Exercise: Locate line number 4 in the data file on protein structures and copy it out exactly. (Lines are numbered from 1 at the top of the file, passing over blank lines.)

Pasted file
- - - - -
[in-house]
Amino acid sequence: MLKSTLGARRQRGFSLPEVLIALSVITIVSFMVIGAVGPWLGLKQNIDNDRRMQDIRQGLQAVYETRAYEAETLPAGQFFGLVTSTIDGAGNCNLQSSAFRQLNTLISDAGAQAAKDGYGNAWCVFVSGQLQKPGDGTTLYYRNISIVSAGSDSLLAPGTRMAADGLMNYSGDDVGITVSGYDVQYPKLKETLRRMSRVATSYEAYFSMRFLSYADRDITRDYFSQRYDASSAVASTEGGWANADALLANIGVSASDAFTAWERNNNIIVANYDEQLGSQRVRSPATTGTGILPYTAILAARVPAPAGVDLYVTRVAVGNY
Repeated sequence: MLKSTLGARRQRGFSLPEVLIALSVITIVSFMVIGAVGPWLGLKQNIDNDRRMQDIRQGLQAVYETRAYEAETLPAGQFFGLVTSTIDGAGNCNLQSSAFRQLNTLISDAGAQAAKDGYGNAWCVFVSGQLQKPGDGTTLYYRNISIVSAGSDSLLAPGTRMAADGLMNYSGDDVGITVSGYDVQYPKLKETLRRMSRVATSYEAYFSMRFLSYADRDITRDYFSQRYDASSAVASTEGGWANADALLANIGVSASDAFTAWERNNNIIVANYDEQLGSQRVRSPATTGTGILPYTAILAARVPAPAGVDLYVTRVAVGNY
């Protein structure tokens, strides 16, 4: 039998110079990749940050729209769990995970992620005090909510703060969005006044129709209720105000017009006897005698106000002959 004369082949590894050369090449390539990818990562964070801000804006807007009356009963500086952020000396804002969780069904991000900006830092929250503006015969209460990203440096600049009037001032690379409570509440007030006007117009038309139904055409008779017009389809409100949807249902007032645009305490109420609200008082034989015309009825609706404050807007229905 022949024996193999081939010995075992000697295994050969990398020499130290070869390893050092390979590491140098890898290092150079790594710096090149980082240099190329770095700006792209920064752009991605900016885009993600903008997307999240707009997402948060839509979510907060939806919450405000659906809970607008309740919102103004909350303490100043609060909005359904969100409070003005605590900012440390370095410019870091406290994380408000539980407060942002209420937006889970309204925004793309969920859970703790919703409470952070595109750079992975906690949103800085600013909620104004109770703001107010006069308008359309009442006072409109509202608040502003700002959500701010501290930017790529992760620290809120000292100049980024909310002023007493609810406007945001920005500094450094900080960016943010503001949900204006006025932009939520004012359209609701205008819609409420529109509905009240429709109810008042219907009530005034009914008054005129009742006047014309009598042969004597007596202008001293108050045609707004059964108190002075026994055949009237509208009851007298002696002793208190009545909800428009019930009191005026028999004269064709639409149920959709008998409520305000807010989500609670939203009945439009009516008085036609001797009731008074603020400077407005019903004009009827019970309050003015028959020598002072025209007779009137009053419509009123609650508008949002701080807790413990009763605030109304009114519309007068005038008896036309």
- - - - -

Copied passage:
């Protein structure tokens, strides 16, 4: 039998110079990749940050729209769990995970992620005090909510703060969005006044129709209720105000017009006897005698106000002959 004369082949590894050369090449390539990818990562964070801000804006807007009356009963500086952020000396804002969780069904991000900006830092929250503006015969209460990203440096600049009037001032690379409570509440007030006007117009038309139904055409008779017009389809409100949807249902007032645009305490109420609200008082034989015309009825609706404050807007229905 022949024996193999081939010995075992000697295994050969990398020499130290070869390893050092390979590491140098890898290092150079790594710096090149980082240099190329770095700006792209920064752009991605900016885009993600903008997307999240707009997402948060839509979510907060939806919450405000659906809970607008309740919102103004909350303490100043609060909005359904969100409070003005605590900012440390370095410019870091406290994380408000539980407060942002209420937006889970309204925004793309969920859970703790919703409470952070595109750079992975906690949103800085600013909620104004109770703001107010006069308008359309009442006072409109509202608040502003700002959500701010501290930017790529992760620290809120000292100049980024909310002023007493609810406007945001920005500094450094900080960016943010503001949900204006006025932009939520004012359209609701205008819609409420529109509905009240429709109810008042219907009530005034009914008054005129009742006047014309009598042969004597007596202008001293108050045609707004059964108190002075026994055949009237509208009851007298002696002793208190009545909800428009019930009191005026028999004269064709639409149920959709008998409520305000807010989500609670939203009945439009009516008085036609001797009731008074603020400077407005019903004009009827019970309050003015028959020598002072025209007779009137009053419509009123609650508008949002701080807790413990009763605030109304009114519309007068005038008896036309």